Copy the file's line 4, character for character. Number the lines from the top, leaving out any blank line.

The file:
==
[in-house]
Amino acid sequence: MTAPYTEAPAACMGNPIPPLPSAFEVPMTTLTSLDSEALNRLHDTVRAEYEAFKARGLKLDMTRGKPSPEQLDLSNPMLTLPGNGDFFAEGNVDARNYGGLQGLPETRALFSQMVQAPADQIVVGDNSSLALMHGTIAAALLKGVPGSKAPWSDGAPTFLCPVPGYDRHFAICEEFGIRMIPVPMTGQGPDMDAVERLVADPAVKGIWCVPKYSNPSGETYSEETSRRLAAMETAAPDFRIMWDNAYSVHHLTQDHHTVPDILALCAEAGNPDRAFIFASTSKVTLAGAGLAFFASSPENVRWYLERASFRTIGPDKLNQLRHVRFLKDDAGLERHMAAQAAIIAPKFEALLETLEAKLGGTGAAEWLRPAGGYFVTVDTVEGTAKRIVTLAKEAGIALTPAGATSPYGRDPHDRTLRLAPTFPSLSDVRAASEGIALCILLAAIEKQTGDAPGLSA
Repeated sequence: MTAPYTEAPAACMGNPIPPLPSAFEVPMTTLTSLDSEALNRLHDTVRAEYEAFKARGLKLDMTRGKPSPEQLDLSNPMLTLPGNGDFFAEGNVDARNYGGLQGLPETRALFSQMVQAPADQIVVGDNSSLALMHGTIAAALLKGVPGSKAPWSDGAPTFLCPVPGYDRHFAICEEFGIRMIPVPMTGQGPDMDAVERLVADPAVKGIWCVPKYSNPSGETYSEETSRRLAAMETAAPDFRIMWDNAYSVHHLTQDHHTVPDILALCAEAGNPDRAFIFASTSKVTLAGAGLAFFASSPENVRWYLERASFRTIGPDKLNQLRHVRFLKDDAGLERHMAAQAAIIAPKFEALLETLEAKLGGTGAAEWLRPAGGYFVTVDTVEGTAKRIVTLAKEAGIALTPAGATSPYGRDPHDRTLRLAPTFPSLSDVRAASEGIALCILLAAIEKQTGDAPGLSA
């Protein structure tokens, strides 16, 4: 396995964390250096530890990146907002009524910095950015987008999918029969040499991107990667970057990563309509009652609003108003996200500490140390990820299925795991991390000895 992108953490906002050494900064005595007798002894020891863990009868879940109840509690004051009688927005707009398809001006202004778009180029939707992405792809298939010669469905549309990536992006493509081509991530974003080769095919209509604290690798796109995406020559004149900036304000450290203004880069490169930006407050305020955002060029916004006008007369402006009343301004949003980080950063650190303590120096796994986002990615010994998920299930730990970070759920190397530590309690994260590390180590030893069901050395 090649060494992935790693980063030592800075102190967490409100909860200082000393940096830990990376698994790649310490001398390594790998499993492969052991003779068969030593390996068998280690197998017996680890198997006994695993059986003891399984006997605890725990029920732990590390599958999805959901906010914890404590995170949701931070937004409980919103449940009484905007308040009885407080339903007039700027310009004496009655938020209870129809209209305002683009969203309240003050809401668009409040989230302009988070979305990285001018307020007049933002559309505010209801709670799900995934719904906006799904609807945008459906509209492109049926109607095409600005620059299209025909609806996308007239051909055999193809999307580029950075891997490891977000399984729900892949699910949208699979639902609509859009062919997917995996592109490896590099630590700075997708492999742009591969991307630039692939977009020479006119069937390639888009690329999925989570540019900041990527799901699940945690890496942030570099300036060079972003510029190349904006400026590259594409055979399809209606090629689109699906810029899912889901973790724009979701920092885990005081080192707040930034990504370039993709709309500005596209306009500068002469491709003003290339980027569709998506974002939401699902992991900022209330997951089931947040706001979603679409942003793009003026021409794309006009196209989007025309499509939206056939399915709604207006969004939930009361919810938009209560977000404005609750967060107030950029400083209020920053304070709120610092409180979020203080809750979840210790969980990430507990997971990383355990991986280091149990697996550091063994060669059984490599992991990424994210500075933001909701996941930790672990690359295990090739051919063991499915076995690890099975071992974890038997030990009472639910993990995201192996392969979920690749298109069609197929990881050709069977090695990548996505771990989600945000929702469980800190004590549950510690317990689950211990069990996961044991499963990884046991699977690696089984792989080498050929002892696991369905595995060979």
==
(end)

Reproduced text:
């Protein structure tokens, strides 16, 4: 396995964390250096530890990146907002009524910095950015987008999918029969040499991107990667970057990563309509009652609003108003996200500490140390990820299925795991991390000895 992108953490906002050494900064005595007798002894020891863990009868879940109840509690004051009688927005707009398809001006202004778009180029939707992405792809298939010669469905549309990536992006493509081509991530974003080769095919209509604290690798796109995406020559004149900036304000450290203004880069490169930006407050305020955002060029916004006008007369402006009343301004949003980080950063650190303590120096796994986002990615010994998920299930730990970070759920190397530590309690994260590390180590030893069901050395 090649060494992935790693980063030592800075102190967490409100909860200082000393940096830990990376698994790649310490001398390594790998499993492969052991003779068969030593390996068998280690197998017996680890198997006994695993059986003891399984006997605890725990029920732990590390599958999805959901906010914890404590995170949701931070937004409980919103449940009484905007308040009885407080339903007039700027310009004496009655938020209870129809209209305002683009969203309240003050809401668009409040989230302009988070979305990285001018307020007049933002559309505010209801709670799900995934719904906006799904609807945008459906509209492109049926109607095409600005620059299209025909609806996308007239051909055999193809999307580029950075891997490891977000399984729900892949699910949208699979639902609509859009062919997917995996592109490896590099630590700075997708492999742009591969991307630039692939977009020479006119069937390639888009690329999925989570540019900041990527799901699940945690890496942030570099300036060079972003510029190349904006400026590259594409055979399809209606090629689109699906810029899912889901973790724009979701920092885990005081080192707040930034990504370039993709709309500005596209306009500068002469491709003003290339980027569709998506974002939401699902992991900022209330997951089931947040706001979603679409942003793009003026021409794309006009196209989007025309499509939206056939399915709604207006969004939930009361919810938009209560977000404005609750967060107030950029400083209020920053304070709120610092409180979020203080809750979840210790969980990430507990997971990383355990991986280091149990697996550091063994060669059984490599992991990424994210500075933001909701996941930790672990690359295990090739051919063991499915076995690890099975071992974890038997030990009472639910993990995201192996392969979920690749298109069609197929990881050709069977090695990548996505771990989600945000929702469980800190004590549950510690317990689950211990069990996961044991499963990884046991699977690696089984792989080498050929002892696991369905595995060979």